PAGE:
“Thank you for being brave,” says a student in my course on writing theory and ethics. I’m struck by the sincerity in her eyes.
We had just finished a class-long discussion on the ethics of sexual activity in young adult novels. At my conservative institution, this kind of topic can lead to unfortunate consequences — a student or parent complaint. I had taken them out of their safe zone. It had felt like a risk.
“You dropped a bomb on us, Dr. Peterson,” another student had remarked, laughing, at the end of the previous session when I had introduced the case study article. I scurried to a meeting afterwards. Surrounded by administrators, a colleague asked what I was covering in class. I floundered for words.
Maybe I was brave.
I’ve taken other risks before — and failed miserably. One time, I played Johnny Cash’s rendition of Nine-Inch Nails’ song “Hurt” to a group of first-year writing students. They wrinkled their brows in confusion. I had intended to illustrate a modern example of the apostle Paul’s engagement with culture, but clearly Cash and Nine-Inch Nails were esoteric if not archaic to them.
It’s hard to take risks in academics. It’s hard to take risks in general. A higher ed article last summer cited research that faculty “fail to change teaching due to fear of looking stupid.” I believe it. I’m certain I Iooked stupid that day to a group of freshmen, and yet my most recent risk worked because I took a chance again.
As a woman, it may be even harder to risk at work. I attended a conference last spring which was opened by four conveners, two women and two men. While the women read prepared manuscripts, buttressed by frequent citing of research, the men glanced at notes, spoke off the cuff, and referred to a couple foundational articles. I wonder if the women offered a more polished presentation because they felt that they had had to fight more to get to where they were.
After becoming a department chair a year and a half ago, I began musing on Andy Crouch’s book Strong and Weak. In my authority as a teacher and a chair, I have “the capacity for meaningful action.” In my vulnerability, I “expos[e]” myself “to meaningful risk.” When authority and vulnerability are combined well, Crouch asserts that we flourish. It’s not only individual flourishing, but communal. I imagine an ecosystem in which the flourishing of the bees leads to the flourishing of the flowers in pollination, the flourishing of a tree to the flourishing of shade-hungry pink drops of a bleeding-heart plant.
I use my authority to cultivate flourishing for others. In my role as chair, I lead in creating opportunities for my departmental colleagues to take meaningful risks. Together, we have produced opportunities by reducing cumbersome curriculum expectations and managing department funds for increased financial resources. I’ve championed curriculum development for students in order to encourage them to take more meaningful risks through internships and practicums.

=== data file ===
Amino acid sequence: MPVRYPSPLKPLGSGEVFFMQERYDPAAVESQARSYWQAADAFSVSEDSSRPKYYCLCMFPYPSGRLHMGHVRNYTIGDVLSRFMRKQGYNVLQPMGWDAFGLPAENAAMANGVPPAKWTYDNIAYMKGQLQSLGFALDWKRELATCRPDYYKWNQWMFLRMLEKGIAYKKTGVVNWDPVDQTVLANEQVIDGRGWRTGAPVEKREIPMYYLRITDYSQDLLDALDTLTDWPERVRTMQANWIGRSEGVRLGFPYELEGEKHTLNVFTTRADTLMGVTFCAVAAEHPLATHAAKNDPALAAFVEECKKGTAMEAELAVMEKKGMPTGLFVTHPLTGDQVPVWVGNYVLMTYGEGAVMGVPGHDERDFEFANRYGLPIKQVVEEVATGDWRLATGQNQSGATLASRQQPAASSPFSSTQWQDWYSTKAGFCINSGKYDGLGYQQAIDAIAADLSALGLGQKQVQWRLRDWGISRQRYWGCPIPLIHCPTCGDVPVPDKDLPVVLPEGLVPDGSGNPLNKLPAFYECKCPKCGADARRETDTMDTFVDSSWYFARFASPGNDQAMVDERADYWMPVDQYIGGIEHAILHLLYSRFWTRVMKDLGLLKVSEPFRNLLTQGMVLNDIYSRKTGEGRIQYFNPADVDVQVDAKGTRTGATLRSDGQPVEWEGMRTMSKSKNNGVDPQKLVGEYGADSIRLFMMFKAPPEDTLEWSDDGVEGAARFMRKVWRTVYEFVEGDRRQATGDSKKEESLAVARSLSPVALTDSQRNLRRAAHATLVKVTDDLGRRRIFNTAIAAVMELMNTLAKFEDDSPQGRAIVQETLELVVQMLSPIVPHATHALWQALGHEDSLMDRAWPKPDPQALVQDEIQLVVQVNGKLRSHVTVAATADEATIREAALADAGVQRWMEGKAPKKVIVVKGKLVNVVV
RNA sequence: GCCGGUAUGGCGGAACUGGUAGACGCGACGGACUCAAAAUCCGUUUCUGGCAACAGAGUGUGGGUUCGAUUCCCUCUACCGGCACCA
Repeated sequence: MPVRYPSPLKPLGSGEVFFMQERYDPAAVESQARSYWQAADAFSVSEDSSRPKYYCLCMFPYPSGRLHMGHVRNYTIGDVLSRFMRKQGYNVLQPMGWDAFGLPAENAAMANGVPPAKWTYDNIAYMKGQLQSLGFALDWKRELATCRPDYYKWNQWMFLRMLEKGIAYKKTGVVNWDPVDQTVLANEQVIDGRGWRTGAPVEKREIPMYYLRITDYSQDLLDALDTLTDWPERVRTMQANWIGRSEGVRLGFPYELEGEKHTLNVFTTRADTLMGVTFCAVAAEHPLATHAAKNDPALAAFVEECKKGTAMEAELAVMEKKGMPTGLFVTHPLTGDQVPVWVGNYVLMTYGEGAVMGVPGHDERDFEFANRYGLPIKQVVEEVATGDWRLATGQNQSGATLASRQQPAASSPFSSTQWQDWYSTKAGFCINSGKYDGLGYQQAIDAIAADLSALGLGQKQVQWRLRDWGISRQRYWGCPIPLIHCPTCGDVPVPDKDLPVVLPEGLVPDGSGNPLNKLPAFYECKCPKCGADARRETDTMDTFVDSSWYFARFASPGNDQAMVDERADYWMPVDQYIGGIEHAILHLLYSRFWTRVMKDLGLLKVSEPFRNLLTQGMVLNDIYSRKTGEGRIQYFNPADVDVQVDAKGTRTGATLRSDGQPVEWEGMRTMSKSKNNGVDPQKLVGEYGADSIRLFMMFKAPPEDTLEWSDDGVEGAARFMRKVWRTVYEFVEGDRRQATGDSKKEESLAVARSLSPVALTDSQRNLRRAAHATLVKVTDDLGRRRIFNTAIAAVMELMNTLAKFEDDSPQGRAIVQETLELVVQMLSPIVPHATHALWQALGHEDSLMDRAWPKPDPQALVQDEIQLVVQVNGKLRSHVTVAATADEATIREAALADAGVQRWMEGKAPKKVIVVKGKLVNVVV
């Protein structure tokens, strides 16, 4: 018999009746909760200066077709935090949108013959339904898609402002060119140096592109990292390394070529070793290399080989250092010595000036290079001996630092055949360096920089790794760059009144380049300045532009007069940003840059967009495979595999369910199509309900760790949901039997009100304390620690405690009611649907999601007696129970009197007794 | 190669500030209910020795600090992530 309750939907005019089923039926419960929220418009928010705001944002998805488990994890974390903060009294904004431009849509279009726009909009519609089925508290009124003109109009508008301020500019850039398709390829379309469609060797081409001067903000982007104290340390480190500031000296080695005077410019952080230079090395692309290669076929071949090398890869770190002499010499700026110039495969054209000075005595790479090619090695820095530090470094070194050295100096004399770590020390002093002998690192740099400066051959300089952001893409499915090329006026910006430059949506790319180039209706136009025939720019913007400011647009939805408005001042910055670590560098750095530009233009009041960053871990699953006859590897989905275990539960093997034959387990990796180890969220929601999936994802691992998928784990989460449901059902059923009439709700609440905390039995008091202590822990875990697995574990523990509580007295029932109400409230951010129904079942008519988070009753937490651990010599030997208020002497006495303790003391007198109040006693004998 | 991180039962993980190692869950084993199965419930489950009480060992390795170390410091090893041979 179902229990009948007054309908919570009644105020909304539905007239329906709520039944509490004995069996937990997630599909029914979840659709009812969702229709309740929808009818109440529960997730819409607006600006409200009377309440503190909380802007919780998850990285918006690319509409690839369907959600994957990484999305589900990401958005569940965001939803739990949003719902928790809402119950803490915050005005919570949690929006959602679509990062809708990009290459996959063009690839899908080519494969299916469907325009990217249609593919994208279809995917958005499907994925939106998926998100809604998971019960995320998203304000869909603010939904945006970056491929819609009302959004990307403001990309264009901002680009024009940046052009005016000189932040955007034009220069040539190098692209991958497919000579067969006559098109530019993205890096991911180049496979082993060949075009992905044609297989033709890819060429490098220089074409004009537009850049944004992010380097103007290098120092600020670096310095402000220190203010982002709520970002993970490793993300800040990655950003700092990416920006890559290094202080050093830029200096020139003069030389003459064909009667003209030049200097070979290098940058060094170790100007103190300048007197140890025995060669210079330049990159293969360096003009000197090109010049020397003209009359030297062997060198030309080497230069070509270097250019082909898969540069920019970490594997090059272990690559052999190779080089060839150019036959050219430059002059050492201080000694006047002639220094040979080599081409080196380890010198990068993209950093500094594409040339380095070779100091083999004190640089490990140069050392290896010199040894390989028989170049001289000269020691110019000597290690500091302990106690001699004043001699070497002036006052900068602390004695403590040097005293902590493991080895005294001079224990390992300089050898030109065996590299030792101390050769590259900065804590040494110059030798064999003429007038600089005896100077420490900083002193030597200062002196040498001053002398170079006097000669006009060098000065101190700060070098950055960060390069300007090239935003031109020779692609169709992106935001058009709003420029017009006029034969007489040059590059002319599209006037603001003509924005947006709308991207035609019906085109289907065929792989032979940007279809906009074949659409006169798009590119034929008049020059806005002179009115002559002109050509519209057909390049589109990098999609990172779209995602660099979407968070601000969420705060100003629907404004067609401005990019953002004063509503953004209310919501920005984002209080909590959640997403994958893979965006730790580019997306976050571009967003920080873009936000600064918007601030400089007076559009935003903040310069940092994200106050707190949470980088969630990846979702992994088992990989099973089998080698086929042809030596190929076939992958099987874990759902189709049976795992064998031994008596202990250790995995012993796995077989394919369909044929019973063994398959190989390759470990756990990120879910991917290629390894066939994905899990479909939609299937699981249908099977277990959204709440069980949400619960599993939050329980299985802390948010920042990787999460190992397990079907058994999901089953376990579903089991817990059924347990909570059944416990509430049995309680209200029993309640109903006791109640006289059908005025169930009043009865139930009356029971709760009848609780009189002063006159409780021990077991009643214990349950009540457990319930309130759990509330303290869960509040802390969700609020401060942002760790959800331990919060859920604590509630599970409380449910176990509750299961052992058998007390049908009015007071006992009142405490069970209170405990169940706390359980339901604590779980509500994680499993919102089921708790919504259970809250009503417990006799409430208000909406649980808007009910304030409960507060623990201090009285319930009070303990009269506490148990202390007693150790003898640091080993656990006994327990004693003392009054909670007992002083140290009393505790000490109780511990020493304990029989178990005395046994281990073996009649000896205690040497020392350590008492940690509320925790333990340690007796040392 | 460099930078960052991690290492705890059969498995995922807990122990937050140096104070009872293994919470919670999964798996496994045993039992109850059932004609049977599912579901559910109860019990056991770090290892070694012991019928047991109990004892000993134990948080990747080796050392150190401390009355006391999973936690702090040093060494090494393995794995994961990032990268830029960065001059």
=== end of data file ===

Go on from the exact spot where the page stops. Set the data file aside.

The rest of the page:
My vision for my department to flourish on and off campus could have been exploitative according to Crouch, as all leaders can be when they’re convinced their vision is the vision. Secure in my identity Christ, I needed to expose my ideas for the department to critique, meaning initial ideas I had were turned on the lathe of our work together, producing different results sometimes than I had expected. For example, some departmental majors can choose between an internship or a new course offering of research with a professor. The second option, one I hadn’t thought of, better prepares those going onto graduate school.
Standing in front of my students’ youthful faces, I could also exploit or be manipulative. I’m known as “personable” and “approachable” to my students. I connect easily with them. I share little stories from my life to make our class content more meaningful. On the day when a student had told me I was brave, I publicly noted my own sheltered background in learning how to engage with books and art that portray aspects of nudity or sex. I didn’t overshare, drawing them into an inappropriate confidence, gaining an intimacy with them that I didn’t have a right to. Rather, I hope in Crouch’s words, I helped them “to bear” their vulnerabilities in the unnecessary shame and confusion they may have around similar portrayals.
It’s when I’m not considered an authority that the risk seems greater — when I’m sitting in a meeting with those in authority over me and with colleagues from other departments. The thoughts I assert may look stupid. The author of The Soul of Shame, Curt Thompson, writes of a “shame attendant” who whispers that I’m an imposter who shouldn’t be where I am. I should really be shoving fries out of a drive-thru, not in teaching and leading in this intellectual environment. My shame attendant awakes when in such a group I speak a thought and don’t receive affirmation for it.
“That was stupid,” it says, gnawingly. Eventually, “You are stupid.”
One morning at 8 a.m., huddled in my office over class prep when few students come by, I hear a knock. Someone comes in. She’d been at the last two meetings I’d attended, after each of which I suppressed my choking fears of my comments, surely foolish.
“I want to thank you,” she explained. She tells me that she appreciates that I speak my mind, that I help her to see other perspectives, and perhaps if we all spoke our minds more often, we would gain many perspectives and come to better conclusions.
God is not always so merciful to reward the neediness of my soul’s affirmation junkie, so I am grateful for this kindness. If I keep speaking my mind, maybe others will do the same, and together there will be more transformation, more flourishing.